History: Carl F. Bucherer, visionary watchmaking – part 1
In the course of more than 127 years of existence, Carl F. Bucherer has become a brand endowed with its own manufacture and a reputation for a formidable distribution network. What follows is a closer look.
Carl Friedrich Bucherer was undoubtedly one of the visionaries. Very early on already, in 1888, he figured out that to get ahead in the world of business, one had to seize the opportunity offered by the budding tourism industry in Lucerne, his town. He was well aware of the potential provided by the presence of well-healed watchmaking fans who came to central Switzerland from the four corners of Europe to take advantage of the mountain air, of the beautiful vistas over the lake, and of local spas. To meet the requirements of this particular clientele, he opened a boutique in Lucerne that specialized in the distribution of watches and jewelry. It was the founding action of an extraordinary entrepreneurial trajectory.
In fact, in 1919 – a world premiere in his business – Carl Friedrich Bucherer started manufacturing watches under his own name, with a first collection called Art Deco ladies line, timepieces that expressed his vision of the market. The man was not only ambitious, but also a very well-honed understanding of his job. At the time, his name was already synonymous with quality and originality. He was a genuine winner, and by the time the 1920s rolled around he was a genuine pioneer. He made some radical choices without ever compromising on quality, getting enthusiastic about wristwatches, an item few people in his industry believed in at the time, even though they had become quite popular during the Great War.
Faith in the product
Following his death, his two sons, Carl Eduard and Ernst Bucherer, kept up the vision of quality watchmaking while widening its presence in the world of high-end distribution. Growing vigorously in the 1930s, the company spread out from its base in Lucerne by opening other points of sale in Swiss towns and tourist sites. The goal, as always, was to seek out the discerning clients, international and local, by offering a selection of the finest models available on the market, including in-house pieces.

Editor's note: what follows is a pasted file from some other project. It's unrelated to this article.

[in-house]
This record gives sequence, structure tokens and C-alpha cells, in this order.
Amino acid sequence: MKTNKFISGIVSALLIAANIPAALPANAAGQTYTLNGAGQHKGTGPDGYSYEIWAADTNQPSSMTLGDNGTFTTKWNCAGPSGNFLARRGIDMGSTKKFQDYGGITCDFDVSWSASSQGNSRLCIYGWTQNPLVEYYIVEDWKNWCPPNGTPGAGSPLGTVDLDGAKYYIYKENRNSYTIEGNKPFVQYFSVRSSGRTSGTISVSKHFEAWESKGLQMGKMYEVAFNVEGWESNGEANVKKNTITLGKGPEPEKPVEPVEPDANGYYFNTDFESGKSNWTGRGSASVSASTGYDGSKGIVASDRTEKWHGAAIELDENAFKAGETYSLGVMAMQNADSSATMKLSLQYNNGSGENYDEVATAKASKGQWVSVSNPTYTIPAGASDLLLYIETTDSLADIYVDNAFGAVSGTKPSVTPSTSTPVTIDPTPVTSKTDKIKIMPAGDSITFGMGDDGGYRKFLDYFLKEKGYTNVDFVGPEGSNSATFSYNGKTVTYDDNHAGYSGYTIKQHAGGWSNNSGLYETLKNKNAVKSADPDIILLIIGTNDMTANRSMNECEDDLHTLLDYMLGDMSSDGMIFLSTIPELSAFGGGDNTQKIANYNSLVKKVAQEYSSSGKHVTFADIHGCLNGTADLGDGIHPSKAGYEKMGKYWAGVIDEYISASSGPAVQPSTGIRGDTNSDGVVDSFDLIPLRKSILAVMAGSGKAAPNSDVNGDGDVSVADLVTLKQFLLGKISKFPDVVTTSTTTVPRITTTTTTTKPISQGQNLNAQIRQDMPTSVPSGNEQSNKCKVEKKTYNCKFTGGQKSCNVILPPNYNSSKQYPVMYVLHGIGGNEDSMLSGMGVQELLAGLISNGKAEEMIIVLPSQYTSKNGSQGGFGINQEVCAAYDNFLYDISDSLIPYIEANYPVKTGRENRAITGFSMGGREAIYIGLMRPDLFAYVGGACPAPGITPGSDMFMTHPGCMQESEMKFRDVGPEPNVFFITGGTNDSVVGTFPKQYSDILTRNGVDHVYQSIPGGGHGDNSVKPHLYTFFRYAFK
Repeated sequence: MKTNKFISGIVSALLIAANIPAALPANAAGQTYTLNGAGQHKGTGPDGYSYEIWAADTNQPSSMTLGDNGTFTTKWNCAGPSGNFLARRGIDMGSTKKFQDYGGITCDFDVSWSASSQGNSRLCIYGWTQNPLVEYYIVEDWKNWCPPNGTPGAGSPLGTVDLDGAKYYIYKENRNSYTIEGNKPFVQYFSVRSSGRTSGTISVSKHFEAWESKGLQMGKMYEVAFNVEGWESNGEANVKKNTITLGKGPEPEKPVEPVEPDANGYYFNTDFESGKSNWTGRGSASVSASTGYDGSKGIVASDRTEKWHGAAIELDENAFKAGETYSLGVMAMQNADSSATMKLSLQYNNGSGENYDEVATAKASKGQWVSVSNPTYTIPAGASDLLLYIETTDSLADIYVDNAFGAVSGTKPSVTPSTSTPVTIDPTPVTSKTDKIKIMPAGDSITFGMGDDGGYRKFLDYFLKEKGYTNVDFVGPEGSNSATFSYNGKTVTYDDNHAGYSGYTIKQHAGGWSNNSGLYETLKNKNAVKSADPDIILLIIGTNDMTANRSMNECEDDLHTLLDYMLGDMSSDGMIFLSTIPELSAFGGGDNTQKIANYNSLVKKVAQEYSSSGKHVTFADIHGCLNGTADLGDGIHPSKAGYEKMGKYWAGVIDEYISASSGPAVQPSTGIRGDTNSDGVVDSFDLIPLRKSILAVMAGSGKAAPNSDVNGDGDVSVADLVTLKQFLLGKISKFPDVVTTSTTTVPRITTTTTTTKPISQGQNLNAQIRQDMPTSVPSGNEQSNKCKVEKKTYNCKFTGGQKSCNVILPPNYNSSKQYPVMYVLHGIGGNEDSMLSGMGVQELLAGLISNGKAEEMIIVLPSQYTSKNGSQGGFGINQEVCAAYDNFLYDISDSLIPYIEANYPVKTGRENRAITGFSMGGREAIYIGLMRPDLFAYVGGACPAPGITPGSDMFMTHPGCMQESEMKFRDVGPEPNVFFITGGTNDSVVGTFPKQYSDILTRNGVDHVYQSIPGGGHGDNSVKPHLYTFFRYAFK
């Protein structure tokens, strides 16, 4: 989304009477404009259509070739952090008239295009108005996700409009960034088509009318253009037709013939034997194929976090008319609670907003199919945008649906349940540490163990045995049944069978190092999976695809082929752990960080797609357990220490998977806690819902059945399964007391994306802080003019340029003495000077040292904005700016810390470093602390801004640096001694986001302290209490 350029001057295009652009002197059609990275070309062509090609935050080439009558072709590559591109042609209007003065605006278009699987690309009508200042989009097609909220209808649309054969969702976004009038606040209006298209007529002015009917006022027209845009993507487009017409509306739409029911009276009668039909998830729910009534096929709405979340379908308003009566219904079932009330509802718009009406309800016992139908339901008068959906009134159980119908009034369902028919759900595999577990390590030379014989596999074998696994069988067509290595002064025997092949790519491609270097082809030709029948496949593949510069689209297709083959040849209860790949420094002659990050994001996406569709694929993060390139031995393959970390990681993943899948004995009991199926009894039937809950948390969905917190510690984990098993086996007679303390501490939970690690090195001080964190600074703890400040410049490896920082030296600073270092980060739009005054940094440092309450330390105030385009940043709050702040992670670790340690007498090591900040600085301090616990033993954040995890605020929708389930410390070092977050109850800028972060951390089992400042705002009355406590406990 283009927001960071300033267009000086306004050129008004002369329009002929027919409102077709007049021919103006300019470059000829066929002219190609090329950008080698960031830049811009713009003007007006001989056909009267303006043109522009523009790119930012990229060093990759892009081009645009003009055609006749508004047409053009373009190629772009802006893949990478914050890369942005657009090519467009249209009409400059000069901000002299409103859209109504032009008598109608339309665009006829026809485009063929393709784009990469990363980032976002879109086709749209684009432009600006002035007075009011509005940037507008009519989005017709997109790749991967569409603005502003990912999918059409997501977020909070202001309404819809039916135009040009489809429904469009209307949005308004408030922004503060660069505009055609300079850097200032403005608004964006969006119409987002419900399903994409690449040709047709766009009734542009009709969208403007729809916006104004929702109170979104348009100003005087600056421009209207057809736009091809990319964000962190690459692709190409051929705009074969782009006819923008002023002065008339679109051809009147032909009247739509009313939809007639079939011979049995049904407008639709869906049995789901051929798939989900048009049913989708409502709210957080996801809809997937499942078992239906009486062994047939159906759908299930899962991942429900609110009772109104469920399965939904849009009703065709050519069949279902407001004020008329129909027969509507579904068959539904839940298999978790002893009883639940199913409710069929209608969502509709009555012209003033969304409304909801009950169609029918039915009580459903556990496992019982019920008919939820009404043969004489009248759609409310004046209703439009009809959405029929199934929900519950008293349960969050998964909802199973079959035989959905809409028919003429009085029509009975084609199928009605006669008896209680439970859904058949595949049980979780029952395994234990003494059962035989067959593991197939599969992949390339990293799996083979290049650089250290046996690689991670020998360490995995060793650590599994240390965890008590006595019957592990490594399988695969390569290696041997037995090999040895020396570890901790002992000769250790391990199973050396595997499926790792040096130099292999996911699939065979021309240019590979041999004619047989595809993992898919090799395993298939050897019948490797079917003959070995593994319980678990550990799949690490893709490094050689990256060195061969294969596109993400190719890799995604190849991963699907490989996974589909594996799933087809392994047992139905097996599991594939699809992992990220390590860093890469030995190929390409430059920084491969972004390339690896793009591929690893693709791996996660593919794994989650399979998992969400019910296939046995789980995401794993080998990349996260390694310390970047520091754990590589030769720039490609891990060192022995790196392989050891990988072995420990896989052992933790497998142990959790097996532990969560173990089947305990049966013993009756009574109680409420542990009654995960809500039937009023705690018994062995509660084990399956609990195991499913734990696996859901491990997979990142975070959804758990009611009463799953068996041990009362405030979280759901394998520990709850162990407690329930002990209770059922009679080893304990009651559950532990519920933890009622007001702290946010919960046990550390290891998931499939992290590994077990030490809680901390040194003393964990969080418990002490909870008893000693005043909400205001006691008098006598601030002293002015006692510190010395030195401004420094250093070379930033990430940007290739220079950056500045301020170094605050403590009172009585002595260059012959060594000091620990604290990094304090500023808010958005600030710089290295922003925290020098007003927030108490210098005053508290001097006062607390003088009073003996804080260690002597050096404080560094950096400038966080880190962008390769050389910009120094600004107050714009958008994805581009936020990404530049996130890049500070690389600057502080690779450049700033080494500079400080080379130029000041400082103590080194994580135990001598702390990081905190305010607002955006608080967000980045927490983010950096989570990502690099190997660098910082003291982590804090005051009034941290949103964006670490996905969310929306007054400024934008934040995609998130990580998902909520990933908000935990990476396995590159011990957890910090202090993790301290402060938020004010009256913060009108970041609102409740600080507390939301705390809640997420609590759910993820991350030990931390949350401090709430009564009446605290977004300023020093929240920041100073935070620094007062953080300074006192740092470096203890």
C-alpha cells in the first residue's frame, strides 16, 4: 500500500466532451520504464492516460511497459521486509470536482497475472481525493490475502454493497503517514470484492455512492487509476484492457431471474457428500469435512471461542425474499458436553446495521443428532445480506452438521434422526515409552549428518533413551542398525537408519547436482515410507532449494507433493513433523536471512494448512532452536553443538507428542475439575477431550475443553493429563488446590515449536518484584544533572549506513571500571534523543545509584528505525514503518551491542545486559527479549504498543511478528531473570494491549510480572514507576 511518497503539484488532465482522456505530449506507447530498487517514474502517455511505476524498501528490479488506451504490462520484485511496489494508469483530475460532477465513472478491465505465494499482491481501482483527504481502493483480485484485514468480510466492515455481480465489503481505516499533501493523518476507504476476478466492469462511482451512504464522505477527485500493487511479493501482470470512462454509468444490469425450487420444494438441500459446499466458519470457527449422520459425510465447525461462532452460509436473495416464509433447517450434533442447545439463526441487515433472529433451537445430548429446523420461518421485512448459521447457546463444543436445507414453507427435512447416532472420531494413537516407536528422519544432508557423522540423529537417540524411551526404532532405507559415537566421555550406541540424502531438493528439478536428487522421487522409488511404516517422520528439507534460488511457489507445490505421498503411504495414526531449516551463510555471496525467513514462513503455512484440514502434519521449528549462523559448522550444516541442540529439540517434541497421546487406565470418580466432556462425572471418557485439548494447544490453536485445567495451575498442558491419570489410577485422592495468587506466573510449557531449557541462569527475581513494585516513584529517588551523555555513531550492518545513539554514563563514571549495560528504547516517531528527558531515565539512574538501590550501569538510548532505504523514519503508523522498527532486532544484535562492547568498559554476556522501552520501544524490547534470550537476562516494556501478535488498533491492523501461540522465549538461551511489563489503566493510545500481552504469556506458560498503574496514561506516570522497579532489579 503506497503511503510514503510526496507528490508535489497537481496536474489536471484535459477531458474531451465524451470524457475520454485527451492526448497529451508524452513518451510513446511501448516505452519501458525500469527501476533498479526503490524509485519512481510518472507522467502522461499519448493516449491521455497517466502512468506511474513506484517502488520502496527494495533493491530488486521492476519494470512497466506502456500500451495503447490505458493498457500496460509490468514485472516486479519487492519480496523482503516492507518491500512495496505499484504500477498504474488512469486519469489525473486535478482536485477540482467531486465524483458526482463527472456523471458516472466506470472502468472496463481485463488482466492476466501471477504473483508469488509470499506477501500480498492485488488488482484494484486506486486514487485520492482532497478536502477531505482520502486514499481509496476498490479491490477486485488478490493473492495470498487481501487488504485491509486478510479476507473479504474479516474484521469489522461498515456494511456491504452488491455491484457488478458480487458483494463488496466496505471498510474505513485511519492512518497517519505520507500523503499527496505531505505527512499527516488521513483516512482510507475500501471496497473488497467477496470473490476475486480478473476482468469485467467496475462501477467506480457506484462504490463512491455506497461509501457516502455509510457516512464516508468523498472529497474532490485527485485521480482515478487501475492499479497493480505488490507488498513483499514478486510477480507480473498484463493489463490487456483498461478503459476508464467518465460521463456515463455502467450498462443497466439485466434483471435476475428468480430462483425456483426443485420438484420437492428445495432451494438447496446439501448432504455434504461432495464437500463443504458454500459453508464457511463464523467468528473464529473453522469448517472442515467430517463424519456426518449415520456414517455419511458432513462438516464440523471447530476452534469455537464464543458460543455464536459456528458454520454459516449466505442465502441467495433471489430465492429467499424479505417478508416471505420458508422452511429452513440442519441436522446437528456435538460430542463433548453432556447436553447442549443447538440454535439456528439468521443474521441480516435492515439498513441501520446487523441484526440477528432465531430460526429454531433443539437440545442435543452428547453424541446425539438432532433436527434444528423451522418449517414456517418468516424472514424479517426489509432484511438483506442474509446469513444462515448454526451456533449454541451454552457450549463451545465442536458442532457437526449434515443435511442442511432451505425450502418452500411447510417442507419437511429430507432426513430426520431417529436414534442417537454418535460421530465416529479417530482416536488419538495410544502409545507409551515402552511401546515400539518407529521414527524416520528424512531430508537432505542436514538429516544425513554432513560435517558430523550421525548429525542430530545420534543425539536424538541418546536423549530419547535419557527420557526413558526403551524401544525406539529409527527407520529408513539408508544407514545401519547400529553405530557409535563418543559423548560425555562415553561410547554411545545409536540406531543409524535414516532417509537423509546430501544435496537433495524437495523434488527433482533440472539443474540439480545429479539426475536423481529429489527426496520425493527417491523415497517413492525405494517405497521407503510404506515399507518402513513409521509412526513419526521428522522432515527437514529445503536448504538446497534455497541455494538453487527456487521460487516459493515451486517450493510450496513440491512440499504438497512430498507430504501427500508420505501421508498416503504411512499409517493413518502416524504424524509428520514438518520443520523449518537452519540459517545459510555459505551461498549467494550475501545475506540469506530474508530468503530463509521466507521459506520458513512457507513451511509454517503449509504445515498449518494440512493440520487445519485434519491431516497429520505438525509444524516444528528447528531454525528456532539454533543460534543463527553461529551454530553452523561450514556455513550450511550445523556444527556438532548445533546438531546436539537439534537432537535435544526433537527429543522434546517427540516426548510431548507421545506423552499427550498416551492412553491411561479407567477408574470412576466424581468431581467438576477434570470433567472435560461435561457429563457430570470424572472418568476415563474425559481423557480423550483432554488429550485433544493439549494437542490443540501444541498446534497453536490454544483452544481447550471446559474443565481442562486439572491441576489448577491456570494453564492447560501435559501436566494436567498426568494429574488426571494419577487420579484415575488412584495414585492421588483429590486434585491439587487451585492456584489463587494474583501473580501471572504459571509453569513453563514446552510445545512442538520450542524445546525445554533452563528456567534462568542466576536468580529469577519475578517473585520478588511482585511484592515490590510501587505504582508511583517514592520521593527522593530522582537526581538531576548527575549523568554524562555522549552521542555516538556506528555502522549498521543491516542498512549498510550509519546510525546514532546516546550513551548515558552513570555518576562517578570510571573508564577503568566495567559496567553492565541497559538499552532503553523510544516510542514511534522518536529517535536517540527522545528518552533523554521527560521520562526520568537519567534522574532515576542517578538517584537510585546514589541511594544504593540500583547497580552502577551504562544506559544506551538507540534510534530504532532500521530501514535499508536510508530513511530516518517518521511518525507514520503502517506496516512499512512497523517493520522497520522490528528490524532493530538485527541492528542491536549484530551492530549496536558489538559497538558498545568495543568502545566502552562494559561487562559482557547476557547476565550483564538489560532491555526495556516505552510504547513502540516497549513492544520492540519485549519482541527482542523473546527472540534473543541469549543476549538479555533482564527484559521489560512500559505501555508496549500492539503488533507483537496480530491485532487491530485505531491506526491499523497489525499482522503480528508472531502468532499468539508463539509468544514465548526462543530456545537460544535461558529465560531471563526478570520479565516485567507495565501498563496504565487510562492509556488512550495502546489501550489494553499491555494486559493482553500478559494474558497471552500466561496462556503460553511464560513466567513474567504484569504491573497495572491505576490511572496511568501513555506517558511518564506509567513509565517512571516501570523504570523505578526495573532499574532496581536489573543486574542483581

The 1950s and 1960s were an era of resolutely stylish men's watches. Elegance and functionality combined to produce timekeepers with very sophisticated designs. Bucherer made chronographs with neatly symmetrical subdials, which really drew the eye. The dials often featured some practical indications, like a tachymetric scale. The watches not only gave time, they also became the reflection of the personality of their owners. For women, the industry created jewelry watches with dials concealed under covers shaped like flowers about to bloom. The era also generated some splendid watches manufactured of precious materials and decorated with encrusted enamel.
Among the great technological wonders of the 1970s, it is worth mentioning the "Archimedes" model. This diver's watch equipped with a universal time mechanism was avant-garde for its time. The brand also put lots of energy and know-how into the development of the legendary quartz Beta 21 movement.
From the 1970s to the 1990s, this service requirement was extended to the German-speaking countries after watchmaking activites were regrouped under the manufacture brand Carl F. Bucherer. their precision and their feeling for innovation. Three generations have passed since the opening of the first boutique in Lucerne. Carl F. Bucherer is still in the same family's hands. Jörg G. Bucherer - third generation - is the current owner and president of the executive board.
Carl F. Bucherer's legendary quartz Beta 21 movement
Family enterprise with international impact
The company is rooted in a history that is more than 127 years old as a guardian of seminal values and still maintains the same values, i.e. devotion to innovation, and attention to independence. Carl F. Bucherer is the only independent brand from central Switzerland to manufacture men's and women's watches under its own name, while at the same time relying on a international distribution network.
Front picture: C.F. Bucherer Chronograph from 1969